Middle East

Arab-French Diplomacy and the Iraqi Crisis

France and the Arabs

Lebanese commandos prepare for the Francophone Summit in Beirut
Lebanese commandos prepare for the Oct. 18-20 Francophone Summit in Beirut (Photo: AFP).

Two trends are now forming in international affairs, reflected in the developments of the Iraqi crisis and the different positions that the parties involved are taking.

The United States and Britain are leading the trend of a new colonialism that posits using military force, pressure, and coercion, to the extent of making plans to invade Iraq and change its ruling regime by force without recourse to international bodies. On the other side, there is France—supported by some European countries and to some degree by Russia and China. [France] is leading the movement that calls for dialogue, avoiding military confrontation with Saddam Hussein, and using the United Nations to solve international problems.

These two trends are even more clearly discernible in the battles being fought in the corridors of the United Nations and in the diplomatic wars underway in a number of world capitals over the text of the resolution that the United States insists on issuing from the Security Council. The United States wants a free hand to launch a military campaign against Iraq without waiting for the results of the international weapons inspectors’ work and to have clauses in the resolution that weaken Iraq and provoke it, clauses that will give America the chance to begin a war in the Middle East, despite the opposition of most Arab countries, on the pretext of removing weapons of mass destruction and fighting terrorism.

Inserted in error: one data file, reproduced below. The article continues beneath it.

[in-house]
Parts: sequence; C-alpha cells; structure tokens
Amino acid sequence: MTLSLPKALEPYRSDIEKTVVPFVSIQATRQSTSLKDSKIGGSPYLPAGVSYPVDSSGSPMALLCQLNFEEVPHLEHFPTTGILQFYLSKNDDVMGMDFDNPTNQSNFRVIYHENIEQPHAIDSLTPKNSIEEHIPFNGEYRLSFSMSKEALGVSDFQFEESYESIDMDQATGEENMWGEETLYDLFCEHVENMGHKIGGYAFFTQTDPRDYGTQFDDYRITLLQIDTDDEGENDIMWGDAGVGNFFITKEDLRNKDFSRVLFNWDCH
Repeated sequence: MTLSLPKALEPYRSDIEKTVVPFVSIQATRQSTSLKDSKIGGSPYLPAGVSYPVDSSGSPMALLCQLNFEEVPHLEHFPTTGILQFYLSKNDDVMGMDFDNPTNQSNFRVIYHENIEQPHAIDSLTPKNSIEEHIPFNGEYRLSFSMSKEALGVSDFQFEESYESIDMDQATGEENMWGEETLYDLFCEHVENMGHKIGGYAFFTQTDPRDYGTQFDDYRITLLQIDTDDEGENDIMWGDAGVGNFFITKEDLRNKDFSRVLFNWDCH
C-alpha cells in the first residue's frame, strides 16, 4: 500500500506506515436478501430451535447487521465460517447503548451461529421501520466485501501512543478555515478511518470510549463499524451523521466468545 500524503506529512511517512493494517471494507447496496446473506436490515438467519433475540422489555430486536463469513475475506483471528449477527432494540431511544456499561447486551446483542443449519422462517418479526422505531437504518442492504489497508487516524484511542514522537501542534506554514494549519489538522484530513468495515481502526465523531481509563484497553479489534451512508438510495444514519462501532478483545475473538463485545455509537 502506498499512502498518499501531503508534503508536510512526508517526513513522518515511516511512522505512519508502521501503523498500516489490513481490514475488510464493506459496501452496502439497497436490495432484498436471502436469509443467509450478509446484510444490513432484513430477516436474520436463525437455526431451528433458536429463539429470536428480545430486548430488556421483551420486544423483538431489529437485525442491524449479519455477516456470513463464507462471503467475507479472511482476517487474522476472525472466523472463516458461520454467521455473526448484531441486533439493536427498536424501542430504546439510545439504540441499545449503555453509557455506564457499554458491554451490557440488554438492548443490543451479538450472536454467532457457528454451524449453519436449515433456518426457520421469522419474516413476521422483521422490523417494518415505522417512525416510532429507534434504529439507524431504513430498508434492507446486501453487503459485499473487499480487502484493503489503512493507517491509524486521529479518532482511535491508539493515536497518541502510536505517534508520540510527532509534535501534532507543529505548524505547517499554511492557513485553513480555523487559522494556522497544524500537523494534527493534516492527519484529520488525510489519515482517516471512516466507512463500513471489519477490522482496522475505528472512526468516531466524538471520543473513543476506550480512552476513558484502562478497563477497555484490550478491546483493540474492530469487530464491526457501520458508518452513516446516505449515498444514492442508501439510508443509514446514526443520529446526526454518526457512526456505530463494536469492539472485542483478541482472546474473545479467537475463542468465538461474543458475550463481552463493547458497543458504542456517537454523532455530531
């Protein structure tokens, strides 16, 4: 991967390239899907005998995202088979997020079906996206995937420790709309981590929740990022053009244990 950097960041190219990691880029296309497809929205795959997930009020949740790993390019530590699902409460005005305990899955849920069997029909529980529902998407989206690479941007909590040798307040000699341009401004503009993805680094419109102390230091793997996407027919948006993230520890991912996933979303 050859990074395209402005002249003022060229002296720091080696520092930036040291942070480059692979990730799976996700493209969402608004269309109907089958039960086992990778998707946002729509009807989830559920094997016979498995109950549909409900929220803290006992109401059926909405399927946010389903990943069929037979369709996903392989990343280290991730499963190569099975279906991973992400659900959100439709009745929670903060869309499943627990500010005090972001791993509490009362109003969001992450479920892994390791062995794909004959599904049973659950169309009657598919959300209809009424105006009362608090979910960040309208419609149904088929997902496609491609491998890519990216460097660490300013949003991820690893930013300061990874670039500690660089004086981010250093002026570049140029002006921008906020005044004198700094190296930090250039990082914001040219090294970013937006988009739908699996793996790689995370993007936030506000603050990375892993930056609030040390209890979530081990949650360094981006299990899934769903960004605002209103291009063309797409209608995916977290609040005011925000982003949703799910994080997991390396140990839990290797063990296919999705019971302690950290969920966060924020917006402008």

The Francophone Summit held in Beirut [Oct. 18-20] offered a chance for countries around the world to support the French effort to stop the attempts of those within the American administration to spread American hegemony and act alone in running the world. Although the Francophone movement has looked upon itself primarily as a means of assuring French cultural and linguistic influence, the Beirut conference had a clear political dimension beyond that when it called for dialogue between civilizations, respect for international law, solving disputes through better understanding, forsaking the use of military force and the methods of moral and material terrorism. This is what led President Chirac to affirm that the Middle East does not need new wars and that France will use its efforts and its influence to this end regarding Iraq and the Arab-Israeli conflict.

One can say that France has succeeded up to now in obstructing the American-British onslaught and impeding the hawks of the American administration in their march to war. France may have prevented President Bush from rushing into a war in the Middle East at any price.

But the most surprising thing of all is that instead of strengthening the French efforts and standing with France, some Arab parties have criticized Chirac and accused France of playing a double game to obtain its share of the war spoils in Iraq. The worst thing of all about some of our Arab brothers is that they are sitting on the sidelines like clueless old women at a wedding while their countries and their wealth are being split up.